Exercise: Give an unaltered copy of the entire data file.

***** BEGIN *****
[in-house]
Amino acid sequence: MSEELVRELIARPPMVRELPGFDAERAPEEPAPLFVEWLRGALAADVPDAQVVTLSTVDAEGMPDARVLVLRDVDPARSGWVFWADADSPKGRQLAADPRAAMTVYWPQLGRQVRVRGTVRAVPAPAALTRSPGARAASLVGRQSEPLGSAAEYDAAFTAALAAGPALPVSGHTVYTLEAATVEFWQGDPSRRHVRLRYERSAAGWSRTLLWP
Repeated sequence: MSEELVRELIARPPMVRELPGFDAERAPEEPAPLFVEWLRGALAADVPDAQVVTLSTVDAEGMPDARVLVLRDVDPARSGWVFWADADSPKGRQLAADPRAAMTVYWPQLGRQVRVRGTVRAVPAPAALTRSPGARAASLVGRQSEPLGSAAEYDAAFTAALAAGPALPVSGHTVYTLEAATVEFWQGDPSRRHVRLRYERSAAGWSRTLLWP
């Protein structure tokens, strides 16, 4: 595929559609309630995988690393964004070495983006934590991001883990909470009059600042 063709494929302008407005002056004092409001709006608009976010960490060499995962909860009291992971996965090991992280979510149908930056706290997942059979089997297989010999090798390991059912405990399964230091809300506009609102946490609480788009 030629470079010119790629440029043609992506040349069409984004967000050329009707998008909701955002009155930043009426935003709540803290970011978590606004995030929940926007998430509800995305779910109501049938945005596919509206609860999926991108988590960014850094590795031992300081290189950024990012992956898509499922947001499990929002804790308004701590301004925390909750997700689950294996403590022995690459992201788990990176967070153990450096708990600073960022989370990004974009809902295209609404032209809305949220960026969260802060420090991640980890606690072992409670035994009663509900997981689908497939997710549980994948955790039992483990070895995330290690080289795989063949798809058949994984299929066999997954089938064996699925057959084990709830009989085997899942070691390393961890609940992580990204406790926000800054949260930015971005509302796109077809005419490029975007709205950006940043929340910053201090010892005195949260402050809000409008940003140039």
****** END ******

[in-house]
Amino acid sequence: MSEELVRELIARPPMVRELPGFDAERAPEEPAPLFVEWLRGALAADVPDAQVVTLSTVDAEGMPDARVLVLRDVDPARSGWVFWADADSPKGRQLAADPRAAMTVYWPQLGRQVRVRGTVRAVPAPAALTRSPGARAASLVGRQSEPLGSAAEYDAAFTAALAAGPALPVSGHTVYTLEAATVEFWQGDPSRRHVRLRYERSAAGWSRTLLWP
Repeated sequence: MSEELVRELIARPPMVRELPGFDAERAPEEPAPLFVEWLRGALAADVPDAQVVTLSTVDAEGMPDARVLVLRDVDPARSGWVFWADADSPKGRQLAADPRAAMTVYWPQLGRQVRVRGTVRAVPAPAALTRSPGARAASLVGRQSEPLGSAAEYDAAFTAALAAGPALPVSGHTVYTLEAATVEFWQGDPSRRHVRLRYERSAAGWSRTLLWP
């Protein structure tokens, strides 16, 4: 595929559609309630995988690393964004070495983006934590991001883990909470009059600042 063709494929302008407005002056004092409001709006608009976010960490060499995962909860009291992971996965090991992280979510149908930056706290997942059979089997297989010999090798390991059912405990399964230091809300506009609102946490609480788009 030629470079010119790629440029043609992506040349069409984004967000050329009707998008909701955002009155930043009426935003709540803290970011978590606004995030929940926007998430509800995305779910109501049938945005596919509206609860999926991108988590960014850094590795031992300081290189950024990012992956898509499922947001499990929002804790308004701590301004925390909750997700689950294996403590022995690459992201788990990176967070153990450096708990600073960022989370990004974009809902295209609404032209809305949220960026969260802060420090991640980890606690072992409670035994009663509900997981689908497939997710549980994948955790039992483990070895995330290690080289795989063949798809058949994984299929066999997954089938064996699925057959084990709830009989085997899942070691390393961890609940992580990204406790926000800054949260930015971005509302796109077809005419490029975007709205950006940043929340910053201090010892005195949260402050809000409008940003140039």